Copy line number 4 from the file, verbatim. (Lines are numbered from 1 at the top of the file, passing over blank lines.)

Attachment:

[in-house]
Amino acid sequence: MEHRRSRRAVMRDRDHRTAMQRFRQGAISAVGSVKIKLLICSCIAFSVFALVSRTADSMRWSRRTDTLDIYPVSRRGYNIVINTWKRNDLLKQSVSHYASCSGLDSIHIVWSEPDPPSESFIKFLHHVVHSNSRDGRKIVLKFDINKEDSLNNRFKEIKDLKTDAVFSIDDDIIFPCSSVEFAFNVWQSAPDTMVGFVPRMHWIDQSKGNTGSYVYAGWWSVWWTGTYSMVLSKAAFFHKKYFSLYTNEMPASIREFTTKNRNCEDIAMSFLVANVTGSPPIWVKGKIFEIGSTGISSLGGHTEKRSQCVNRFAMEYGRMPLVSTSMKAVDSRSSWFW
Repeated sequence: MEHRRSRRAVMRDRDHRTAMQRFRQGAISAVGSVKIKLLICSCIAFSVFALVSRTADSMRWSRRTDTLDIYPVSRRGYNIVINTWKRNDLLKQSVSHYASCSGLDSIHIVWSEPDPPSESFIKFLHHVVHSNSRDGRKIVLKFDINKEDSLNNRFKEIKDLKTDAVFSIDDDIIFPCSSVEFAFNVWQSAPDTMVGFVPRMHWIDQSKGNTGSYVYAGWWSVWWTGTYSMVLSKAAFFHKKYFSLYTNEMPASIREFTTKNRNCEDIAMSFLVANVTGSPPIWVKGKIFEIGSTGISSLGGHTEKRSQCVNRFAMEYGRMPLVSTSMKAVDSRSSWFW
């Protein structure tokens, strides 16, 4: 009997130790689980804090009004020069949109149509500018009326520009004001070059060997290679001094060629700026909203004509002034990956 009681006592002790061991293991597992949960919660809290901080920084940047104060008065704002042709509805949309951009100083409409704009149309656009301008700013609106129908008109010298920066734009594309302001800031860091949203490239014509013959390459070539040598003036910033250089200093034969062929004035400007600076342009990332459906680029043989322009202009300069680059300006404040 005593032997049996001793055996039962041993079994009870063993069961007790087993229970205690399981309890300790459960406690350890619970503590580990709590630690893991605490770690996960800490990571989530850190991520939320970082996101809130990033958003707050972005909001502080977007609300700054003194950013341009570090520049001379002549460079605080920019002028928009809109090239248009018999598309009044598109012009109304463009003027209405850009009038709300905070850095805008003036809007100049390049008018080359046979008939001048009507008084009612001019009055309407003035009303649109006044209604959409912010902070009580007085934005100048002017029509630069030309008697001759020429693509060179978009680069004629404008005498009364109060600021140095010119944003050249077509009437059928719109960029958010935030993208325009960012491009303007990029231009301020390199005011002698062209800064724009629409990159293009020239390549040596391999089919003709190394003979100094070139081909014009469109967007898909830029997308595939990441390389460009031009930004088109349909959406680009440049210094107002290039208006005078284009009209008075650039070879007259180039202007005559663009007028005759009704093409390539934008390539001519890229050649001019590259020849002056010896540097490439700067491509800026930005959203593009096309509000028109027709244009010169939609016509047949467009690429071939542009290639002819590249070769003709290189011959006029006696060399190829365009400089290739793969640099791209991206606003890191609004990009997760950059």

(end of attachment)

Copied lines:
């Protein structure tokens, strides 16, 4: 009997130790689980804090009004020069949109149509500018009326520009004001070059060997290679001094060629700026909203004509002034990956 009681006592002790061991293991597992949960919660809290901080920084940047104060008065704002042709509805949309951009100083409409704009149309656009301008700013609106129908008109010298920066734009594309302001800031860091949203490239014509013959390459070539040598003036910033250089200093034969062929004035400007600076342009990332459906680029043989322009202009300069680059300006404040 005593032997049996001793055996039962041993079994009870063993069961007790087993229970205690399981309890300790459960406690350890619970503590580990709590630690893991605490770690996960800490990571989530850190991520939320970082996101809130990033958003707050972005909001502080977007609300700054003194950013341009570090520049001379002549460079605080920019002028928009809109090239248009018999598309009044598109012009109304463009003027209405850009009038709300905070850095805008003036809007100049390049008018080359046979008939001048009507008084009612001019009055309407003035009303649109006044209604959409912010902070009580007085934005100048002017029509630069030309008697001759020429693509060179978009680069004629404008005498009364109060600021140095010119944003050249077509009437059928719109960029958010935030993208325009960012491009303007990029231009301020390199005011002698062209800064724009629409990159293009020239390549040596391999089919003709190394003979100094070139081909014009469109967007898909830029997308595939990441390389460009031009930004088109349909959406680009440049210094107002290039208006005078284009009209008075650039070879007259180039202007005559663009007028005759009704093409390539934008390539001519890229050649001019590259020849002056010896540097490439700067491509800026930005959203593009096309509000028109027709244009010169939609016509047949467009690429071939542009290639002819590249070769003709290189011959006029006696060399190829365009400089290739793969640099791209991206606003890191609004990009997760950059």